Now, consider the first position: You can see the pictures I am exampling below:
Of course, the pictures you see are not part of a "lived reality" that my wife and I share. We are not "goth" by any stretch of the imagination; however, visitors who look at these pictures may think as much. We do enjoy Halloween, like a growing number of adults. We've discovered the fun of dress up and the social opportunities with friends and acquaintances. However, other than the week of Halloween, what these pictures depict are not "lived reality."
However, I have to add, in truth, these pictures DO present "representations consistent with [my] actual, lived reality." In fact, I believe that the pictures depict a more compelling reality about the nature of my relationship with my wife. In these pictures, if viewers look past the effects of costuming and staging, they will see the reality of our relationship. Careful viewers will be peering into the reality of our relationship: a reality that is far more important than the surface. Let me tease this reality out for you.
First, these pictures depict the joy we have with each other. Too often, adult relationships reduce to habit. There is little of habit between my wife and myself. And these pictures capture, I believe, the sheer joy we have within each other's company. Whether we are hamming it up in Halloween regalia in our front yard graveyard or whether we are sharing ice cream out of a carton at K-Mart shopping center and admiring the full moon or whether we are simply cuddled on the couch watching Christmas movies like Jack Frost, we have fun with each other and in each other's company.
Second, I believe these pictures show the trust we have in one another. Both of use came from previous marriages where there was not the level of trust that we feel with each other now. In my case, there were expectations that I had to be something I could not: a middle class husband in the "Adams Farm" lifestyle of yuppie suburbia. I could not play that role and face myself each morning. For my wife, there was a gap in the trust that she was loved and wanted in her previous marriage. So within these images, I believe you are seeing trust which is an "actual, lived reality."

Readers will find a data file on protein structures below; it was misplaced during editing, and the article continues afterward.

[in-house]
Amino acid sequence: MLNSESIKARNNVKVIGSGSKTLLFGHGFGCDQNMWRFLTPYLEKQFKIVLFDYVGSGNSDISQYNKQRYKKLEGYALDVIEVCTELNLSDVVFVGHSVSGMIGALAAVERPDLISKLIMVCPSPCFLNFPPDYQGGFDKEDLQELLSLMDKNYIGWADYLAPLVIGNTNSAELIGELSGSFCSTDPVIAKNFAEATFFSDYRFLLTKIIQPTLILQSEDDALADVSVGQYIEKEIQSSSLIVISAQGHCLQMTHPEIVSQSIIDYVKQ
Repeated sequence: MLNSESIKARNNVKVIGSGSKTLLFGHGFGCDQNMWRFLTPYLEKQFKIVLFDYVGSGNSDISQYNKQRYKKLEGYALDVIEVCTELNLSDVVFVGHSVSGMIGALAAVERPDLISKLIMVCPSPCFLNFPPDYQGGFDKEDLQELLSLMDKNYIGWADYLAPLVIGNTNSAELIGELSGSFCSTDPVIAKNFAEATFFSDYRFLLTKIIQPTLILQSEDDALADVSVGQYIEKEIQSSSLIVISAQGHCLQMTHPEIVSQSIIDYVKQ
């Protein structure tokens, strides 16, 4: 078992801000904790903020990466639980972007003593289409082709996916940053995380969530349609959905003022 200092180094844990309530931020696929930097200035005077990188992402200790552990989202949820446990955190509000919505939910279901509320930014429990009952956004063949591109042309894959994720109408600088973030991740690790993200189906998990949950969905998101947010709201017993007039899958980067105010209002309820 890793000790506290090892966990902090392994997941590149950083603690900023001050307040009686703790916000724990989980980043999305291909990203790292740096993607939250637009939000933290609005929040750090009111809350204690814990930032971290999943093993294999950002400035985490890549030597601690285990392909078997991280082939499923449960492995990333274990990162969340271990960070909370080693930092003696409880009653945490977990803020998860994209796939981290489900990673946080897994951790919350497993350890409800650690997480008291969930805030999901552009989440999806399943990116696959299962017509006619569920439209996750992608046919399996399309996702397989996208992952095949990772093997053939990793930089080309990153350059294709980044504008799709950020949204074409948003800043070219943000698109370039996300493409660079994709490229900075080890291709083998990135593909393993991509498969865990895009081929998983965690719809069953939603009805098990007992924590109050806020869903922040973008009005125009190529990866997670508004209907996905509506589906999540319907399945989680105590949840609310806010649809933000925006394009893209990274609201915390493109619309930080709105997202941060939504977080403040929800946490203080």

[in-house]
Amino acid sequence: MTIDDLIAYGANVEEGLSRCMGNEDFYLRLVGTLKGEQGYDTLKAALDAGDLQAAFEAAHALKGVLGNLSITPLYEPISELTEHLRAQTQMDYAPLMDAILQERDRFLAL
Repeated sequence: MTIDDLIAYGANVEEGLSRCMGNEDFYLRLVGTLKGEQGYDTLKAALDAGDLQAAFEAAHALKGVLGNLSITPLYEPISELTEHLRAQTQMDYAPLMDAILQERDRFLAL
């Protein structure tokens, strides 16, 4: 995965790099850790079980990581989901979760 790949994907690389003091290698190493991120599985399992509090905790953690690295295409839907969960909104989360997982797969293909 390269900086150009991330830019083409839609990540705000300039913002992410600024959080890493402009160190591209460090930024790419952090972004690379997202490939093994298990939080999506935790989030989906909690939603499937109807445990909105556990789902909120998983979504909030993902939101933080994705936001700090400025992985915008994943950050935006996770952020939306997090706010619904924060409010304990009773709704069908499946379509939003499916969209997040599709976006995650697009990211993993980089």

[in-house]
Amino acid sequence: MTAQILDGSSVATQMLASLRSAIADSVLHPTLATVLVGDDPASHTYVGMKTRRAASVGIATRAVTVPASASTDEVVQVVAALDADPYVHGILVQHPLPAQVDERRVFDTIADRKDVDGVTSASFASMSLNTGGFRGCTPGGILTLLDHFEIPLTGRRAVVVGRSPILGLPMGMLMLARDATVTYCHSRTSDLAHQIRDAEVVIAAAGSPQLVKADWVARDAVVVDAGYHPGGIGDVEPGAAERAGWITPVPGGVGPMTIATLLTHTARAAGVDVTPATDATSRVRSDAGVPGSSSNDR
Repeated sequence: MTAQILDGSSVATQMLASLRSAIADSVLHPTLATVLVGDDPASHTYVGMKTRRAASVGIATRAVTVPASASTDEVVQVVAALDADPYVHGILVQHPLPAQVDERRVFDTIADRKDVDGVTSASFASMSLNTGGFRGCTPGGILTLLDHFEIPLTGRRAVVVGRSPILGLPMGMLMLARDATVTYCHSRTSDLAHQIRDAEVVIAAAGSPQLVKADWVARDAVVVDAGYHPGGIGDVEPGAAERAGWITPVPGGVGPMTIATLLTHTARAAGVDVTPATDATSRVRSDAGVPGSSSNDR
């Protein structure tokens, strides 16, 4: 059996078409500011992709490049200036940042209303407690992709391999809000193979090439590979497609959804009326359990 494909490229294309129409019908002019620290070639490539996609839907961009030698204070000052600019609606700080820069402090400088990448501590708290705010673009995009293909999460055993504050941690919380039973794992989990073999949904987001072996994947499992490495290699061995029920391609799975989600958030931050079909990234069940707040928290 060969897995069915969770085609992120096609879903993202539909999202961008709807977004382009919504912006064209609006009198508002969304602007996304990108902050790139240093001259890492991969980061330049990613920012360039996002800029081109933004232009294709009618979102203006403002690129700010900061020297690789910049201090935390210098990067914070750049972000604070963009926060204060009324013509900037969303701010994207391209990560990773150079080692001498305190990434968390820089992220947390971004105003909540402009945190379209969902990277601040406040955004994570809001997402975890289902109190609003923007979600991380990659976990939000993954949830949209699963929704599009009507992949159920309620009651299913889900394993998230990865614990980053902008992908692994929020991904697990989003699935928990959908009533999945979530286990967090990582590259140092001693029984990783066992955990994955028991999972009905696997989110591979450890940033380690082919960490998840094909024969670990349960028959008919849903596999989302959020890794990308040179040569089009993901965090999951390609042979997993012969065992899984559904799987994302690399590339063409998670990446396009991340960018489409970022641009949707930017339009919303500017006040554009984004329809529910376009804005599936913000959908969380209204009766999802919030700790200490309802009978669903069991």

Lastly, these pictures capture the passion we feel for each other. For fun, several years ago, I wrote an essay about the "myth" of romantic love. However, since I've been married to Thelma, I am convinced that romantic love is a reality--an "actual, lived reality" that these pictures capture. Viewers may see silliness. Some viewers who are a little uptight may see something sinful. I can tell you that what these pictures show is a deep and abiding love. A love, for example, that John Donne describes in his poem "A Valediction: Forbidding Mourning." Consider this image from his poem :
But we by a love so much refined,
That ourselves know not what it is,
Inter-assurèd of the mind,
Care less, eyes, lips and hands to miss.
Tho' we relish our time with one another, Donne has captured an important part about the depth of the love my wife and I feel for one another: a love that transcends the need to always be in the physical presence of the other. I've learned and observed that true love can, as Donne described--endure an expansion--such as "gold to airy thinness beat." And I am also sure that those who only know love in the phsyical presence of one another simply do not know love.